Swiftwater, PA – February 1, 2006 – Recognizing Sanofi Pasteur Inc. as a reliable supplier of influenza vaccine, immunization providers contacted the company in record numbers yesterday requesting Fluzone®, Influenza Virus Vaccine for the 2006-2007 season. During the first 30 minutes of accepting

prebooking requests, the company received over 40,000 phone calls and more than 200,000 calls came in during the first eight hours.
As a result of the unprecedented demand, the company has committed all influenza vaccine doses planned for production for the next season.

There’s a note in the press release that’s misworded – leads you to believe they actually have more PRESERVATIVE-FREE vaccine to book, when in reality, those small supplies were reserved well before the multi-dose regular vaccine. At least according to my sources at Sanofi. One can only hope one hand doesn’t know what the other is doing and that there will indeed be more supply.

How does Sanofi reconcile this fiasco with their vision and mission statements, to “maximize vaccination” in “a world in which no one suffers or dies from a vaccine-preventable disease”? Millions of children (and adults at risk) will be left unprotected against flu this coming winter. Even worse, countless others will receive thimerosal-containing vaccine simply because the company will not make enough preservative-free vaccine to meet demand. Whether or not you believe it is necessary to avoid injecting thimerosal into babies, this “here-we-go-again” feeling has to disturb you. Make your voice heard, and spread the word – to patients, media, Congress, and of course, Sanofi.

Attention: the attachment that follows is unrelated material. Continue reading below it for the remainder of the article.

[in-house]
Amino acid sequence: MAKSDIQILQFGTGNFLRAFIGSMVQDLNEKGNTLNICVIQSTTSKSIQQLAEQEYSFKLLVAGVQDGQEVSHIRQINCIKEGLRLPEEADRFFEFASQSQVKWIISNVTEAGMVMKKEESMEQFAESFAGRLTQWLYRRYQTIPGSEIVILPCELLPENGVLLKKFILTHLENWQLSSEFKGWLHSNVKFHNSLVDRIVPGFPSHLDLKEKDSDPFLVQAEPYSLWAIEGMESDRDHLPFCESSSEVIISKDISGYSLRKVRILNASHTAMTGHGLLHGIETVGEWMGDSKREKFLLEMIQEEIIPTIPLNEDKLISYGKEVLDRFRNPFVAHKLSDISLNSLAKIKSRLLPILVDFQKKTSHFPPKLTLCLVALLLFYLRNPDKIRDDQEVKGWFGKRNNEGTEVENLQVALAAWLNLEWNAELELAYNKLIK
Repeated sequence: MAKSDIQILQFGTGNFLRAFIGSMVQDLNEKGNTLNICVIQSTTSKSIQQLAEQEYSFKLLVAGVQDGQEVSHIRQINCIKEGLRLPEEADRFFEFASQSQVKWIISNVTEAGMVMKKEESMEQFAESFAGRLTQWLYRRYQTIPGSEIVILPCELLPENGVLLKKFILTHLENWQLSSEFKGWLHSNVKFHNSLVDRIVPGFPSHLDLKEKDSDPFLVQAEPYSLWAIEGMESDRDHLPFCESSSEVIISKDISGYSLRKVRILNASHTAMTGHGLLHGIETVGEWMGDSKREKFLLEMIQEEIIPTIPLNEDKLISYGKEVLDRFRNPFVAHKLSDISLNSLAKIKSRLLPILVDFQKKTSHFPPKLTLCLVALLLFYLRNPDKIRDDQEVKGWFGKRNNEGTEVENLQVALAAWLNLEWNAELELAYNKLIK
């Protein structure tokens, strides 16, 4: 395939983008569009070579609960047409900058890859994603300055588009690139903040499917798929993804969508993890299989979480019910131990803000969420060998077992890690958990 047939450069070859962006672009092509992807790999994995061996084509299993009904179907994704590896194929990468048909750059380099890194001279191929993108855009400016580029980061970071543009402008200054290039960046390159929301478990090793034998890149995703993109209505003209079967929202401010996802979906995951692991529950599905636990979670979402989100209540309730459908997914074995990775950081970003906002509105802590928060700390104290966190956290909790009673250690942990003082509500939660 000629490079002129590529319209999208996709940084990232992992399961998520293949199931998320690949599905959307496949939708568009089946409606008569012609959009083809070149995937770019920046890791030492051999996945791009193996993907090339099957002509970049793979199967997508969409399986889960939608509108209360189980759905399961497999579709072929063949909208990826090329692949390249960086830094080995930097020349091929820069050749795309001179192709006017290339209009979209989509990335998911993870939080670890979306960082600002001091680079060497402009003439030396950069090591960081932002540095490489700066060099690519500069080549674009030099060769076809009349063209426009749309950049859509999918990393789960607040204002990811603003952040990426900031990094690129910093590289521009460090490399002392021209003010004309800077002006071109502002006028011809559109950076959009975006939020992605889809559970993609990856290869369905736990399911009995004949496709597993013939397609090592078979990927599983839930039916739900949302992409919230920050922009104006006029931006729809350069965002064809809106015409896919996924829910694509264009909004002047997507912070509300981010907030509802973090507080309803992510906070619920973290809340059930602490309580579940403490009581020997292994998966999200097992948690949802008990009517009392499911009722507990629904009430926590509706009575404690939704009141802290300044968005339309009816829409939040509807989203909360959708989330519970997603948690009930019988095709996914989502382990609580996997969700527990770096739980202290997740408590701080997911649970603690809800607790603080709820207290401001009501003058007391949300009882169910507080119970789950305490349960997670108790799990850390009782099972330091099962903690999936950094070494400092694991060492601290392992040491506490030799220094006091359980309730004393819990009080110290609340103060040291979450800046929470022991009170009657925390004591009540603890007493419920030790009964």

1. From “The Bergen Record” (NJ):
    Flu shots already short for next season
    Wednesday, February 8, 2006
    Dr. Lawrence Rosen didn’t receive enough vaccine for this year’s flu season — and now the Old Tappan pediatrician is unlikely to get enough for next season.
    Pennsylvania-based drug manufacturer Sanofi Pasteur Inc. has notified Rosen, the four other pediatricians and three internists in his practice that, because of a record surge in orders, it has already sold all of the flu vaccine it expects to make for the 2006-07 season.
    “I’ve been unable to reach anyone at Sanofi’s home office,” said Rosen, who also is director of pediatrics at Pascack Valley Hospital in Westwood. “There’s no response. It’s frustrating.”
    Rosen last talked to the company Friday, placing an order for only a third of the vaccine he estimates his practice will need next season.
    “They’re obviously overwhelmed, and they haven’t even started production,” Rosen said of Sanofi and its 2006-07 flu vaccine.
    Only one of 20 practices in the country on Rosen’s computer list was able to reserve its full order from Sanofi, he said.
    Thousands of calls